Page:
One or the other: we are either "Animal House" (John Belushi) or "Animal Farm" (George Orwell) and Bess and I are Big Sister watching. After getting the TV turned back on and Celeste from behind the furniture (opening now blocked), Bessie and I decided to take a new tack. We are ignoring the cats. Cats, perverse creatures that they are, do not like to be ignored. Show me the cat that does not know in its heart that it is the Master of the Universe. Working at the computer in the afternoon with Bess lying in the kneehole of the desk and my back to the cats, it wasn't long until Ralph and Celeste came out from under the bed, checked us out and then went to explore the rest of the house. They did retreat to their cave later, but like little bats came out after lights out and played throughout the night. They are wreaking havoc in the bathroom right now, knocking stuff off the counters, hoping to get our attention. Celeste makes a funny "brrrp" sound, not a miaow. Ralph as yet remains silent. I know for a fact that all their systems are working. I clean the litter box at least six times a day. It's no wonder Larry referred to them as "chunky monkeys," as the food dish is quickly emptied. They are amazingly "sturdy" cats (i.e., heavy!) for their size.
I think our new strategy will work. I feel so sorry for Ralph and
Celeste. They were taken from the people they knew, driven miles and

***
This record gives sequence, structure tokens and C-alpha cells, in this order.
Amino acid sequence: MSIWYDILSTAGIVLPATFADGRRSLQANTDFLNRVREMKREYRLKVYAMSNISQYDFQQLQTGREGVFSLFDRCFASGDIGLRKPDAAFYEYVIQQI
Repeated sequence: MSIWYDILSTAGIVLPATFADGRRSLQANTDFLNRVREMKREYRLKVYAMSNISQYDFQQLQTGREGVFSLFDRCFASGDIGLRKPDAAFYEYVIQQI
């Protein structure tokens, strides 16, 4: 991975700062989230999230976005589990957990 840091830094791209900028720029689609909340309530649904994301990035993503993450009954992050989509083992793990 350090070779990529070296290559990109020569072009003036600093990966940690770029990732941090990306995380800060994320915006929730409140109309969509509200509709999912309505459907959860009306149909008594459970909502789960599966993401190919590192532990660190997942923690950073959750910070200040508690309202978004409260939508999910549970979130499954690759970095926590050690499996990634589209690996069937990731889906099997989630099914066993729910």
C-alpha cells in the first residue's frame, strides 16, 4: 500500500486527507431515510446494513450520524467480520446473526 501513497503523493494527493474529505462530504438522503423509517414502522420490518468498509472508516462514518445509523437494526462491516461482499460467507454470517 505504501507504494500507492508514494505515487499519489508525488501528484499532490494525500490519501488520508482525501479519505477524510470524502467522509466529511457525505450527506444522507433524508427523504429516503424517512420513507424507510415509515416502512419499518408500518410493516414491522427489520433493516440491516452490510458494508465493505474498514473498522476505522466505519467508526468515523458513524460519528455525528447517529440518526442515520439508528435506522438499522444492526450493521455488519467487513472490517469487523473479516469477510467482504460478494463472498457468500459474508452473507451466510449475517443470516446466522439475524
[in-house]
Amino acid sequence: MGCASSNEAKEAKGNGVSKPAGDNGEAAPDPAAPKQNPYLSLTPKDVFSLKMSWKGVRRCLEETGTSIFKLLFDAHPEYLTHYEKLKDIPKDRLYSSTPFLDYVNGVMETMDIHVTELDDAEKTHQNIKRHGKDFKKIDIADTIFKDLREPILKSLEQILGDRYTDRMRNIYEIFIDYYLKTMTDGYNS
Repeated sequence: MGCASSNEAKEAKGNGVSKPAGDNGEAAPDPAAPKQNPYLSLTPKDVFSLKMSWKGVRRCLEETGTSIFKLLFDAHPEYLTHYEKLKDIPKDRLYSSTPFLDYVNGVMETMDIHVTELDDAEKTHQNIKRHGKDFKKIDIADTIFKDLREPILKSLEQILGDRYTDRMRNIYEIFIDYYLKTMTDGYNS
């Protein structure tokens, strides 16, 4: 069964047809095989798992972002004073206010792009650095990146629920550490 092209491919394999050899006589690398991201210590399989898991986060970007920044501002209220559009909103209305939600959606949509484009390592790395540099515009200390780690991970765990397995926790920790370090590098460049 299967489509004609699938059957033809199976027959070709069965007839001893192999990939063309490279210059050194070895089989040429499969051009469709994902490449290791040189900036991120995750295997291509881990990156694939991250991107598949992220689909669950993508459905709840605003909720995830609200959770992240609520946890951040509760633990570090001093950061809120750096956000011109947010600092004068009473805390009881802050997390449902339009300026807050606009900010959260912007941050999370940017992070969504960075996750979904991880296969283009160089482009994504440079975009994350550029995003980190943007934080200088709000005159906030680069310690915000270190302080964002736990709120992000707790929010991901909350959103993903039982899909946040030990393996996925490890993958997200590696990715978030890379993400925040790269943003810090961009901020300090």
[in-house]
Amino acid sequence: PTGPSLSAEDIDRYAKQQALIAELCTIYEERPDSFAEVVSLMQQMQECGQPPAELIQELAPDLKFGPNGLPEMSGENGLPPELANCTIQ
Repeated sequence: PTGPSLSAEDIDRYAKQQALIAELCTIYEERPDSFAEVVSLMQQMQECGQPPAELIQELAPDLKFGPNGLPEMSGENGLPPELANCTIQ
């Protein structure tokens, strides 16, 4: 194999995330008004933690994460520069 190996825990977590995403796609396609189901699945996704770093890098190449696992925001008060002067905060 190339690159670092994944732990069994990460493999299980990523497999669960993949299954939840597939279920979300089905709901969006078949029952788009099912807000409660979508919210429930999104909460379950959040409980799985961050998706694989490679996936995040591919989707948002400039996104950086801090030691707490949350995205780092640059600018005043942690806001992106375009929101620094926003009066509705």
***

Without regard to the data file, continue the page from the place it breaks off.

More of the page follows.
miles on winding roads (Bess used to get carsick), dropped into a
strange world that included one of the dreaded "them," a dog, and an
unfamiliar lady who kept pulling them out of safe places.
Comedians learned a long time ago that people will laugh at a pratfall. I got a laugh the other day when two of the Silkie roosters had a set-to. One jumped up to attack the other, missed, and landed face first in a mud puddle. If a bird could show embarrassment, that rooster was embarrassed. He shook himself off, strutted away, and muttered, "I meant to do that."
Why is it that the one critical piece of documentation necessary to prepare taxes, that paper that was put in an unforgettable place, suddenly disappears into thin air? It happens every year, and every year I think I've forestalled such an event. It's like "Groundhog Day," and I go over and over again, hunting for the doggone thing. The dog thinks I've lost my mind as I riffle through drawers, pace through rooms, and shuffle stacks of receipts.